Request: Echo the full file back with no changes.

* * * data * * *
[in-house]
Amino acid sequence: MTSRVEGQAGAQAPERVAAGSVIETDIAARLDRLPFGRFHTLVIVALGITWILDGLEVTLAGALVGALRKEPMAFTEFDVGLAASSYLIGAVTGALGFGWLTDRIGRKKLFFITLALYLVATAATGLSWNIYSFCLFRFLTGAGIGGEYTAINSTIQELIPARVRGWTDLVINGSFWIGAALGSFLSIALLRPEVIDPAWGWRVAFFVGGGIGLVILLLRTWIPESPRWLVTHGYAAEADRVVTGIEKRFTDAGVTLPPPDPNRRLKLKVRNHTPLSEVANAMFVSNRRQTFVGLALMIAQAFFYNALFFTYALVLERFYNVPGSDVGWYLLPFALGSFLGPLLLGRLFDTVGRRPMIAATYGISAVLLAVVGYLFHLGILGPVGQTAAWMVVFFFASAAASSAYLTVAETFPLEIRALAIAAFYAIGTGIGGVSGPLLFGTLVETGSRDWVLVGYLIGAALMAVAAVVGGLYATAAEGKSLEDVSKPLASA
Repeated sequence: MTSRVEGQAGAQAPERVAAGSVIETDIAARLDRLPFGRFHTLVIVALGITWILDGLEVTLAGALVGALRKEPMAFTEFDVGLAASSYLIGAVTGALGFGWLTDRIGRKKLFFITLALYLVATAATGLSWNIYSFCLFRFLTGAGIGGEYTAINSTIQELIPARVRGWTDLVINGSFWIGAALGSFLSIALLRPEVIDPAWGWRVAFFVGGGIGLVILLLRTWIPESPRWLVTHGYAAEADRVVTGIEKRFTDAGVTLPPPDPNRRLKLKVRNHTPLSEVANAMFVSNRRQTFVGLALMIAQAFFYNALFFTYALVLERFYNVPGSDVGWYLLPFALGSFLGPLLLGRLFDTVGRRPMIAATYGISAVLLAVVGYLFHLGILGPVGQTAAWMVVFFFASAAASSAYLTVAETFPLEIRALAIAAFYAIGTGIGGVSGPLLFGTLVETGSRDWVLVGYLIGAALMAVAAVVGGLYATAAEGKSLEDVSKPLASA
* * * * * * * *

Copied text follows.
[in-house]
Amino acid sequence: MTSRVEGQAGAQAPERVAAGSVIETDIAARLDRLPFGRFHTLVIVALGITWILDGLEVTLAGALVGALRKEPMAFTEFDVGLAASSYLIGAVTGALGFGWLTDRIGRKKLFFITLALYLVATAATGLSWNIYSFCLFRFLTGAGIGGEYTAINSTIQELIPARVRGWTDLVINGSFWIGAALGSFLSIALLRPEVIDPAWGWRVAFFVGGGIGLVILLLRTWIPESPRWLVTHGYAAEADRVVTGIEKRFTDAGVTLPPPDPNRRLKLKVRNHTPLSEVANAMFVSNRRQTFVGLALMIAQAFFYNALFFTYALVLERFYNVPGSDVGWYLLPFALGSFLGPLLLGRLFDTVGRRPMIAATYGISAVLLAVVGYLFHLGILGPVGQTAAWMVVFFFASAAASSAYLTVAETFPLEIRALAIAAFYAIGTGIGGVSGPLLFGTLVETGSRDWVLVGYLIGAALMAVAAVVGGLYATAAEGKSLEDVSKPLASA
Repeated sequence: MTSRVEGQAGAQAPERVAAGSVIETDIAARLDRLPFGRFHTLVIVALGITWILDGLEVTLAGALVGALRKEPMAFTEFDVGLAASSYLIGAVTGALGFGWLTDRIGRKKLFFITLALYLVATAATGLSWNIYSFCLFRFLTGAGIGGEYTAINSTIQELIPARVRGWTDLVINGSFWIGAALGSFLSIALLRPEVIDPAWGWRVAFFVGGGIGLVILLLRTWIPESPRWLVTHGYAAEADRVVTGIEKRFTDAGVTLPPPDPNRRLKLKVRNHTPLSEVANAMFVSNRRQTFVGLALMIAQAFFYNALFFTYALVLERFYNVPGSDVGWYLLPFALGSFLGPLLLGRLFDTVGRRPMIAATYGISAVLLAVVGYLFHLGILGPVGQTAAWMVVFFFASAAASSAYLTVAETFPLEIRALAIAAFYAIGTGIGGVSGPLLFGTLVETGSRDWVLVGYLIGAALMAVAAVVGGLYATAAEGKSLEDVSKPLASA